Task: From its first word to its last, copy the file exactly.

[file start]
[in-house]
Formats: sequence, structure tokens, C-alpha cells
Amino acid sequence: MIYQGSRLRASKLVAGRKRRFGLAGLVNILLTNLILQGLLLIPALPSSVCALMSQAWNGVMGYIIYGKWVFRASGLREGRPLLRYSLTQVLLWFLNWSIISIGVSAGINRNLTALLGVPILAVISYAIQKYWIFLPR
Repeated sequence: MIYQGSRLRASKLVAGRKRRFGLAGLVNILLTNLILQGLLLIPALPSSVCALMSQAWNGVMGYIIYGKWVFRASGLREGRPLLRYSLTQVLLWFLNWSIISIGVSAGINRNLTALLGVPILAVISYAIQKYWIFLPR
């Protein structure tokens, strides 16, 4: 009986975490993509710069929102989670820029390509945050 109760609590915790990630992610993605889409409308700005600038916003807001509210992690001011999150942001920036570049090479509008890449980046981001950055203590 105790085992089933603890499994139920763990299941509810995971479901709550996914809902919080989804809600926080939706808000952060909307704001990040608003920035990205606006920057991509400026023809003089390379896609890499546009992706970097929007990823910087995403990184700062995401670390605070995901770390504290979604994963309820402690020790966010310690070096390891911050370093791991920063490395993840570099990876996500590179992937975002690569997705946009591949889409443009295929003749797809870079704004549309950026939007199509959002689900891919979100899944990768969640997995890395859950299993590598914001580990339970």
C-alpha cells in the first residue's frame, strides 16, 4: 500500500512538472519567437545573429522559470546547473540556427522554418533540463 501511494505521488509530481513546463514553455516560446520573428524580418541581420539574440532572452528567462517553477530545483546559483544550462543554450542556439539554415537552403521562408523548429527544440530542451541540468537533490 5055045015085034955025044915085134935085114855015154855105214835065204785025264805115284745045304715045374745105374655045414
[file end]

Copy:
[in-house]
Formats: sequence, structure tokens, C-alpha cells
Amino acid sequence: MIYQGSRLRASKLVAGRKRRFGLAGLVNILLTNLILQGLLLIPALPSSVCALMSQAWNGVMGYIIYGKWVFRASGLREGRPLLRYSLTQVLLWFLNWSIISIGVSAGINRNLTALLGVPILAVISYAIQKYWIFLPR
Repeated sequence: MIYQGSRLRASKLVAGRKRRFGLAGLVNILLTNLILQGLLLIPALPSSVCALMSQAWNGVMGYIIYGKWVFRASGLREGRPLLRYSLTQVLLWFLNWSIISIGVSAGINRNLTALLGVPILAVISYAIQKYWIFLPR
């Protein structure tokens, strides 16, 4: 009986975490993509710069929102989670820029390509945050 109760609590915790990630992610993605889409409308700005600038916003807001509210992690001011999150942001920036570049090479509008890449980046981001950055203590 105790085992089933603890499994139920763990299941509810995971479901709550996914809902919080989804809600926080939706808000952060909307704001990040608003920035990205606006920057991509400026023809003089390379896609890499546009992706970097929007990823910087995403990184700062995401670390605070995901770390504290979604994963309820402690020790966010310690070096390891911050370093791991920063490395993840570099990876996500590179992937975002690569997705946009591949889409443009295929003749797809870079704004549309950026939007199509959002689900891919979100899944990768969640997995890395859950299993590598914001580990339970």
C-alpha cells in the first residue's frame, strides 16, 4: 500500500512538472519567437545573429522559470546547473540556427522554418533540463 501511494505521488509530481513546463514553455516560446520573428524580418541581420539574440532572452528567462517553477530545483546559483544550462543554450542556439539554415537552403521562408523548429527544440530542451541540468537533490 5055045015085034955025044915085134935085114855015154855105214835065204785025264805115284745045304715045374745105374655045414